Analyzing the Effect of Urbanization vs Water Quality in Upper Silver Creek Using GIS Techniques

Authors: Logan Pelo*, Southern Illinois University -Edwardsville, Adriana Martinez, Project Advisor, Professor, Shunfu Hu, Advising Professor
Topics: Water Resources and Hydrology, Development, Land Use
Keywords: water, water quality, GIS, urbanization, stream, runoff, urban, analysis
Session Type: Virtual Guided Poster
Day: 4/7/2021
Start / End Time: 3:05 PM / 4:20 PM
Room: Virtual 54
Presentation File: Download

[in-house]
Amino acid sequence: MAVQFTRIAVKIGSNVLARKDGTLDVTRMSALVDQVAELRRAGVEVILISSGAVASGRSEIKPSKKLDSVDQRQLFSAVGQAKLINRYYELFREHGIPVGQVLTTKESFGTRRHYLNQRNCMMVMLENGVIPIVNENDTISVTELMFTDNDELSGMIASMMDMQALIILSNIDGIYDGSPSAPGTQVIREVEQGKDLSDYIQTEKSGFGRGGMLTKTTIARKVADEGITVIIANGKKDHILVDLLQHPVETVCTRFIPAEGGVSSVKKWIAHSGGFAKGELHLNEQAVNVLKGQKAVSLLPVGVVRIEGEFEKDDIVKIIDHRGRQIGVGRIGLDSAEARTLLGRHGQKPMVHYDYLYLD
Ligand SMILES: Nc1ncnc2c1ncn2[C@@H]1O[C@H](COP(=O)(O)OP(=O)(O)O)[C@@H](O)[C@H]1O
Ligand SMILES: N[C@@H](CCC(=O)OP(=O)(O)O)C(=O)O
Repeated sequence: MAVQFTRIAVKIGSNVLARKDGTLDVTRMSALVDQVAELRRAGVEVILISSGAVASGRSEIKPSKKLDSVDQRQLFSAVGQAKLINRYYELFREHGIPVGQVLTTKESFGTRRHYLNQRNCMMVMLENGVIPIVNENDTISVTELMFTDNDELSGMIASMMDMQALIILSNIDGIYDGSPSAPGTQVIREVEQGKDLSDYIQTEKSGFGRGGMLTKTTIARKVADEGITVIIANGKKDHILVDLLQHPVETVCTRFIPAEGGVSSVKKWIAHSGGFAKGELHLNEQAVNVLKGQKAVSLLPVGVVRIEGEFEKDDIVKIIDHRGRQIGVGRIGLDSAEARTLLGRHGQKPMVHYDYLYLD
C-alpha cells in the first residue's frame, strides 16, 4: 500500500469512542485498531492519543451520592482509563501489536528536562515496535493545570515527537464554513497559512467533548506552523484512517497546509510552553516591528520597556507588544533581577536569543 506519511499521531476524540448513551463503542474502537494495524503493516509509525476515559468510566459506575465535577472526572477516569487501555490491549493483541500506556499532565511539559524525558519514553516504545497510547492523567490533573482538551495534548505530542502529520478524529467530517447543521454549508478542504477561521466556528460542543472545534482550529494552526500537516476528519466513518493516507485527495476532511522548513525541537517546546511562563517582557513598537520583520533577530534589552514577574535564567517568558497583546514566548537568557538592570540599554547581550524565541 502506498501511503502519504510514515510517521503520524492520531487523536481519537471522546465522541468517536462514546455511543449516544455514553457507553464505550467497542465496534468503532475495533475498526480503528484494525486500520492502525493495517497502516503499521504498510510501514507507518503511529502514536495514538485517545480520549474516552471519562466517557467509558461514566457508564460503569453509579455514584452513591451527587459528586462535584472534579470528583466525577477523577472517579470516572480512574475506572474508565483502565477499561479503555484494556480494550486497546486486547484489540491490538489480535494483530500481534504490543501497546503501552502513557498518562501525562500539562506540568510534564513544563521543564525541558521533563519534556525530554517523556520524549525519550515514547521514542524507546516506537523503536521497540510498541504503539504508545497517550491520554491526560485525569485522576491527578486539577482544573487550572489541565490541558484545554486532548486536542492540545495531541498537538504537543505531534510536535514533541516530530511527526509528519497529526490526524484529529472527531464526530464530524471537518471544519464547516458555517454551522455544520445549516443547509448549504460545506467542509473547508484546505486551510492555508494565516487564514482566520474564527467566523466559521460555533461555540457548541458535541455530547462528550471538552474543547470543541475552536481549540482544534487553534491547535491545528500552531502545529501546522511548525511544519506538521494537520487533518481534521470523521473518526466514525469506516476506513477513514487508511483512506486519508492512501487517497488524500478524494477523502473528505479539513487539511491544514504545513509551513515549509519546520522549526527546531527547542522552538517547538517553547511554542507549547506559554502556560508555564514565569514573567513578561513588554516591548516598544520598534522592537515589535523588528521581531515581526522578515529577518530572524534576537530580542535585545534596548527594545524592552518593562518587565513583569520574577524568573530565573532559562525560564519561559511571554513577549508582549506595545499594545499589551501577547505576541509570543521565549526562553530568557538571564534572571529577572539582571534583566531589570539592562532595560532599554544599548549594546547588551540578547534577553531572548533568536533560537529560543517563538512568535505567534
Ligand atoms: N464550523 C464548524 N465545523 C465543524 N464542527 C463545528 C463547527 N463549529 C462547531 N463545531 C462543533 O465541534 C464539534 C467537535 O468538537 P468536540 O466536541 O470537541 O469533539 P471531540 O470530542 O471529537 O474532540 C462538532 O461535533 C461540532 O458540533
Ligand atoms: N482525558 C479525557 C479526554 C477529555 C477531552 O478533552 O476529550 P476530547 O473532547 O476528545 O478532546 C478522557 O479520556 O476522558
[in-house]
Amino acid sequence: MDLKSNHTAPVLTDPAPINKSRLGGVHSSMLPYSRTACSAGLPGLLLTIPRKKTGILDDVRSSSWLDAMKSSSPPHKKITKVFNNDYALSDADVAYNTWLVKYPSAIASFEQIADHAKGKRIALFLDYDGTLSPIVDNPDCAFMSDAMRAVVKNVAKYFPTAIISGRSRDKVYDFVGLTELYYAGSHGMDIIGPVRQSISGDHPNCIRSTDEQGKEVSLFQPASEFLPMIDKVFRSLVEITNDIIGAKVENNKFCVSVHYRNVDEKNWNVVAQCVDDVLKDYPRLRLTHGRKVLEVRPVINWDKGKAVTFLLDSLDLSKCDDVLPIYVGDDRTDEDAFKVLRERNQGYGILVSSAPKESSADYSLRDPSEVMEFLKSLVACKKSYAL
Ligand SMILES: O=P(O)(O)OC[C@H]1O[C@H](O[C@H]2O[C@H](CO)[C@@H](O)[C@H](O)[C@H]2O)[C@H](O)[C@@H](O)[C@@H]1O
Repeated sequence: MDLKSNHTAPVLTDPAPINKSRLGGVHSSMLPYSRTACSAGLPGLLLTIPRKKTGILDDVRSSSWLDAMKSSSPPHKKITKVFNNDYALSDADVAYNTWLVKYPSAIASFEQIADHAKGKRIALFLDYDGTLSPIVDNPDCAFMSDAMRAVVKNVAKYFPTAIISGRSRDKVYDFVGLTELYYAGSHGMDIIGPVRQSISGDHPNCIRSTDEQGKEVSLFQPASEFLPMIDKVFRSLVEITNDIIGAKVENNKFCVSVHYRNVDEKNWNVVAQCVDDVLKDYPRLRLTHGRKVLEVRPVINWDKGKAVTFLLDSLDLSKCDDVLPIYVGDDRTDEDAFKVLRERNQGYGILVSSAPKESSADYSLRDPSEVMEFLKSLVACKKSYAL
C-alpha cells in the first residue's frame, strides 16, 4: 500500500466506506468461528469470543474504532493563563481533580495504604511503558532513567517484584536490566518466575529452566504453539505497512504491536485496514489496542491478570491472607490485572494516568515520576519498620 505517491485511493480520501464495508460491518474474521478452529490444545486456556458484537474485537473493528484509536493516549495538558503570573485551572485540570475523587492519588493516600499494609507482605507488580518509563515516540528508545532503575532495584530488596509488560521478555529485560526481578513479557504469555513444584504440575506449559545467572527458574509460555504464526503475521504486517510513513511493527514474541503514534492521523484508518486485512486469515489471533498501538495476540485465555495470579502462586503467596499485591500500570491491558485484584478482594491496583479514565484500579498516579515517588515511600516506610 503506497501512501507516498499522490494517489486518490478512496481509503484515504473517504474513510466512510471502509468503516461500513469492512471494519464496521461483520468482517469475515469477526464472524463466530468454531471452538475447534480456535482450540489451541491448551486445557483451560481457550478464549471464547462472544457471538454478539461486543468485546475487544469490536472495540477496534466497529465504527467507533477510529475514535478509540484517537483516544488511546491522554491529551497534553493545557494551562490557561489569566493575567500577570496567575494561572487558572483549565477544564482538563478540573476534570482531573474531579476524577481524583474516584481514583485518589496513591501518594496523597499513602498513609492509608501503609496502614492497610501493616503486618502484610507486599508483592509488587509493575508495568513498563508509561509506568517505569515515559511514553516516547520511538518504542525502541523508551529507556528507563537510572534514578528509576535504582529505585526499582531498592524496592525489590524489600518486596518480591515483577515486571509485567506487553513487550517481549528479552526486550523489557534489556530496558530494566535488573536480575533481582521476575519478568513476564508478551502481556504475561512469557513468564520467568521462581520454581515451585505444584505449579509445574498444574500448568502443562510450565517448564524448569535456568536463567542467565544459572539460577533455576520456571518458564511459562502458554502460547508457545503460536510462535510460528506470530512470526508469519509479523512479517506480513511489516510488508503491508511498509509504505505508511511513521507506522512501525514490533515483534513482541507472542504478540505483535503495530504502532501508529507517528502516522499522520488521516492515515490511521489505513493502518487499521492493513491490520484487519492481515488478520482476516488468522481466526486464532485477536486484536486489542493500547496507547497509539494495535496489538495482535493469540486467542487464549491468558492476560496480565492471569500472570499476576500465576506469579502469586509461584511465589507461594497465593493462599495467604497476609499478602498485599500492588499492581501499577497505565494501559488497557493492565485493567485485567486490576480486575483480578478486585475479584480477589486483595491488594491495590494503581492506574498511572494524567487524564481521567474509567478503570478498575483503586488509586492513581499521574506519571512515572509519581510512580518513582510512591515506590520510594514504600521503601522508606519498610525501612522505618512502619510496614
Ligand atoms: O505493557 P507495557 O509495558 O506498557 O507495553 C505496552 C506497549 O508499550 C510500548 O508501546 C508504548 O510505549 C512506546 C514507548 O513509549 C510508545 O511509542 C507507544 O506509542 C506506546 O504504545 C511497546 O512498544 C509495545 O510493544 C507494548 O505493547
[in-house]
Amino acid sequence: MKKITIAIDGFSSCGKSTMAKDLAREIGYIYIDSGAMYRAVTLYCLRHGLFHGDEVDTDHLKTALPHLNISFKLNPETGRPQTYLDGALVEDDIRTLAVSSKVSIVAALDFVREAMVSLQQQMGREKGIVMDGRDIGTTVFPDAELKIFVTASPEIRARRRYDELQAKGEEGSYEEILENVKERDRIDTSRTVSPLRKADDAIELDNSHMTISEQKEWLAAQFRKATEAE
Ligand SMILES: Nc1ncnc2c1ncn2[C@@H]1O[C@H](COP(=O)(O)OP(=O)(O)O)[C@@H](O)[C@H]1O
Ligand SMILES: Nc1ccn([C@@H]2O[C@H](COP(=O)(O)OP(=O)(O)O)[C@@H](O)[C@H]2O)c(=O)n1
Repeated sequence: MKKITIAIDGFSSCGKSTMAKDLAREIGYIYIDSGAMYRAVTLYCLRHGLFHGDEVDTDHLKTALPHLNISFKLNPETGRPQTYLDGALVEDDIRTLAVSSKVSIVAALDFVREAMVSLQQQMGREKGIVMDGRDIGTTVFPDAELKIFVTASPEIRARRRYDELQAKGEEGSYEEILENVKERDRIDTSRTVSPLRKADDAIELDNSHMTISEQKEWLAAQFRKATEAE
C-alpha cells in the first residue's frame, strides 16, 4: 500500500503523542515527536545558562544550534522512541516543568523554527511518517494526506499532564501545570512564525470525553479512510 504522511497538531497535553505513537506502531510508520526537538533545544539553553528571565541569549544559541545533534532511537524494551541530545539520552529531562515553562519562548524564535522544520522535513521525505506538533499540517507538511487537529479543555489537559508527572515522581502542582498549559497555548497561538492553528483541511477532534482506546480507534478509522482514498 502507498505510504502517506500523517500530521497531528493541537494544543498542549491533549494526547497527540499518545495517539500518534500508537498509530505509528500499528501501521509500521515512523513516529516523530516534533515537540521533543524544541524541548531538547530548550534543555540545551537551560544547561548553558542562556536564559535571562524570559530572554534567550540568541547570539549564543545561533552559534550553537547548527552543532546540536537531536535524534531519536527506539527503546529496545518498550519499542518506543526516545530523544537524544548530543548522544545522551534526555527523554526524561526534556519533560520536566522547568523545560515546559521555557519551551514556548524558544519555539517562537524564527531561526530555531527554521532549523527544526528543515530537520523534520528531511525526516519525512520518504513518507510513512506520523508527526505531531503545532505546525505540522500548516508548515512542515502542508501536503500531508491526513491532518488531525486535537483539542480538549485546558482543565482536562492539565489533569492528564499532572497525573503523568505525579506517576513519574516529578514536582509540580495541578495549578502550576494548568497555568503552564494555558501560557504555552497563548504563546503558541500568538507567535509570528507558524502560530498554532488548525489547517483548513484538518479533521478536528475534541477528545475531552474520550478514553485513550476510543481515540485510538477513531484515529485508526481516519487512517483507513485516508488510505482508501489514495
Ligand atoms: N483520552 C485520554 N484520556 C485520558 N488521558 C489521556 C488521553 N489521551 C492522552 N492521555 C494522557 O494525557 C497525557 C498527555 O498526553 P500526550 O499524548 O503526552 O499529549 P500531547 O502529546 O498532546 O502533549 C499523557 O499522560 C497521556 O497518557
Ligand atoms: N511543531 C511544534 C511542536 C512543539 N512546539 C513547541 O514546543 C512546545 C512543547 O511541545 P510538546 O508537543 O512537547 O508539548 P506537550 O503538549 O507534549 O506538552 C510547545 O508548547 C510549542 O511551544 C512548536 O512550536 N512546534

Particularly in the Midwest, understanding how urbanization affects land quality is important because runoff from urban infrastructure can impact water quality in natural stream environments. For example, the presence of urban pollutants can influence water from natural sources like Silver Creek near Troy, Illinois. Silver Creek is an important waterway because it serves as an irrigation source for the area and has previously been reported to have water quality issues due to stream bank erosion. In this project, I aim to classify the factor of urban development for multiple catchment areas along Upper Silver Creek and correlate that classification to five key water quality characteristics: total dissolved solids, electroconductive materials, pH, dissolved oxygen, and water temperature. I selected six sites along the main channel based on their accessibility by roadway overpass and their proximity to major tributaries. Water samples were taken using a drop-in sample bottle, and water quality characteristics were measured on-site using calibrated handheld instruments. I carried out classification of urban development factor by combining hydrologic and raster land-use analysis in ArcGIS Pro. Determining any correlation between urbanization and these water quality characteristics can lead to further research on the effect of urbanization on riparian zones, agricultural health, or other important ecological studies. Measuring correlation from site to site could lead to a targeted approach on mitigating damage caused by runoff. There have been many studies into Silver Creek’s geomorphology, but the creek’s importance to surrounding ecological and agriculture demands more inquiry into what lies within the water

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